while (min(vale)==0){

and to 120 red clips, 46 blue clips and 34 green clips.

plenary talks at JSM 2017 in Baltimore

Posted in Statistics with tags , , , , , , , , , , on May 25, 2017 by xi'an

ARS: when to update?

Posted in Books, Kids, Statistics, University life with tags , , , , , on May 25, 2017 by xi'an

An email I got today from Heng Zhou wondered about the validity of the above form of the ARS algorithm. As printed in our book Monte Carlo Statistical Methods. The worry is that in the original version of the algorithm the envelope of the log-concave target f(.) is only updated for rejected values. My reply to the question is that there is no difference in the versions towards returning a value simulated from f, since changing the envelope between simulations does not modify the accept-reject nature of the algorithm. There is no issue of dependence between the simulations of this adaptive accept-reject method, all simulations remain independent. The question is rather one about efficiency, namely does it pay to update the envelope(s) when accepting a new value and I think it does because the costly part is the computation of f(x), rather than the call to the piecewise-exponential envelope. Correct me if I am wrong!

Manchester, United we stand!

Posted in Books, Kids with tags , , , , , on May 24, 2017 by xi'an

This is the place
In the north-west of England. It’s ace, it’s the best
And the songs that we sing from the stands, from our bands
Set the whole planet shaking.
Our inventions are legends. There’s nowt we can’t make, and so we make brilliant music
We make brilliant bands

We make goals that make souls leap from seats in the stands
And we make things from steel
And we make things from cotton
And we make people laugh, take the mick summat rotten
And we make you at home
And we make you feel welcome and we make summat happen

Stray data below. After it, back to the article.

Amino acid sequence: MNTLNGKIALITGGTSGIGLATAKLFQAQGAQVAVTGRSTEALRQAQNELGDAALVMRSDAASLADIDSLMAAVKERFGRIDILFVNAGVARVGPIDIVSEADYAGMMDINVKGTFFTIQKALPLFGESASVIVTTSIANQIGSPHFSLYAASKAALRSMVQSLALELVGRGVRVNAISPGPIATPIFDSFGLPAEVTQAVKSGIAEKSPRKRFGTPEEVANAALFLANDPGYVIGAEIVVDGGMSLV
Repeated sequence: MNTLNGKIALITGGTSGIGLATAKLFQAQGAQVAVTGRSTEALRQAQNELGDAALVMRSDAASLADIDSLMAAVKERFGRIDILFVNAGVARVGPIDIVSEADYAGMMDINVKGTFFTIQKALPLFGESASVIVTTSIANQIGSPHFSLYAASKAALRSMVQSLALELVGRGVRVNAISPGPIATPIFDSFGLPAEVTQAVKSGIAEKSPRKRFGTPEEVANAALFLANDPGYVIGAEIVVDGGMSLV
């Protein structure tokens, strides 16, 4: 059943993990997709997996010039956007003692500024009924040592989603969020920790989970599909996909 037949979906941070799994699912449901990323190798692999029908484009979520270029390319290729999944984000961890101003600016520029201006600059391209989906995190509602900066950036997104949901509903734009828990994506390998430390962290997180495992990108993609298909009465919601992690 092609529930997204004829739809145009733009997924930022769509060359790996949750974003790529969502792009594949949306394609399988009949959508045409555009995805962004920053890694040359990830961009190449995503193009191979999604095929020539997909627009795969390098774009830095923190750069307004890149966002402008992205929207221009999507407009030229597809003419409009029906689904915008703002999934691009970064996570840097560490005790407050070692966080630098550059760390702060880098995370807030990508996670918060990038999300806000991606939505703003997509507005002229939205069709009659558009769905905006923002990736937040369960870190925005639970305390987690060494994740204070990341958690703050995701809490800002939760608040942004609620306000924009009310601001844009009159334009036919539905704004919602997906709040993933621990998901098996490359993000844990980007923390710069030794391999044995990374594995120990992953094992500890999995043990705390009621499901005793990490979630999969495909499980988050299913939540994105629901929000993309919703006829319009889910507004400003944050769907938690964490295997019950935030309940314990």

And we can’t seem to help it
And if you’re looking from history, then yeah we’ve a wealth

But the Manchester way is to make it yourself.
And make us a record, a new number one
And make us a brew while you’re up, love, go on
And make us feel proud that you’re winning the league
And make us sing louder and make us believe that this is the place that has helped shape the world

And so this is the place now with kids of our own. Some are born here, some drawn here, but they all call it home.
And they’ve covered the cobbles, but they’ll never defeat, all the dreamers and schemers who still teem through these streets.
Because this is a place that has been through some hard times: oppressions, recessions, depressions, and dark times.
But we keep fighting back with Greater Manchester spirit. Northern grit, Northern wit, and Greater Manchester’s lyrics.

Tony Walsh

Russell Maliphant Company

Posted in Kids, pictures with tags , , , , on May 24, 2017 by xi'an

Last weekend, the Russell Maliphant Company from London was performing in a theatre nearby (in our backyard!) and we managed to get tickets at the last minute. While I am not at all versed in modern dance, this was a fantastic experience, with very moving performances from (guest) dancers like Lucia Lacarra and Marlon Dino above, a very elaborate impact of lighting that managed to duplicate or cancel depth, space, and time, great musical tracks, and a unique quality in the movements of the dancers.